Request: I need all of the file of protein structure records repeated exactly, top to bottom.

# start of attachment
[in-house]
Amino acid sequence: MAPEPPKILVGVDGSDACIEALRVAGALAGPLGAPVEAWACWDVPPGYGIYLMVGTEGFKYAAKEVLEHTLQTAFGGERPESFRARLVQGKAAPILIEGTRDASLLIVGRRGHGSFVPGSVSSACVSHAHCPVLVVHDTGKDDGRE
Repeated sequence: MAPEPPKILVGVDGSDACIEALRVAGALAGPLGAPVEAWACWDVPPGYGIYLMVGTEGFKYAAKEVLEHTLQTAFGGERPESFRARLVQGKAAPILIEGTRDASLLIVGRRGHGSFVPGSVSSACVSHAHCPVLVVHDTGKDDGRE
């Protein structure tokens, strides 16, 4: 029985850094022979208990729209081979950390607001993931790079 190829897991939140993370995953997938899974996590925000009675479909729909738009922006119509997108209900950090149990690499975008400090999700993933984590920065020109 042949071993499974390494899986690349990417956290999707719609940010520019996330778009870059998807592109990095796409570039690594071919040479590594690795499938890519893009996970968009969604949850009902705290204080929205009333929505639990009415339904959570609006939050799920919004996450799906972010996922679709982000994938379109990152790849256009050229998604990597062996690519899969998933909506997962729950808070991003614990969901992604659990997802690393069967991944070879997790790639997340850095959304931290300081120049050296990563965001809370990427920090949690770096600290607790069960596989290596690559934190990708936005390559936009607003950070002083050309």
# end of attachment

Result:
[in-house]
Amino acid sequence: MAPEPPKILVGVDGSDACIEALRVAGALAGPLGAPVEAWACWDVPPGYGIYLMVGTEGFKYAAKEVLEHTLQTAFGGERPESFRARLVQGKAAPILIEGTRDASLLIVGRRGHGSFVPGSVSSACVSHAHCPVLVVHDTGKDDGRE
Repeated sequence: MAPEPPKILVGVDGSDACIEALRVAGALAGPLGAPVEAWACWDVPPGYGIYLMVGTEGFKYAAKEVLEHTLQTAFGGERPESFRARLVQGKAAPILIEGTRDASLLIVGRRGHGSFVPGSVSSACVSHAHCPVLVVHDTGKDDGRE
């Protein structure tokens, strides 16, 4: 029985850094022979208990729209081979950390607001993931790079 190829897991939140993370995953997938899974996590925000009675479909729909738009922006119509997108209900950090149990690499975008400090999700993933984590920065020109 042949071993499974390494899986690349990417956290999707719609940010520019996330778009870059998807592109990095796409570039690594071919040479590594690795499938890519893009996970968009969604949850009902705290204080929205009333929505639990009415339904959570609006939050799920919004996450799906972010996922679709982000994938379109990152790849256009050229998604990597062996690519899969998933909506997962729950808070991003614990969901992604659990997802690393069967991944070879997790790639997340850095959304931290300081120049050296990563965001809370990427920090949690770096600290607790069960596989290596690559934190990708936005390559936009607003950070002083050309």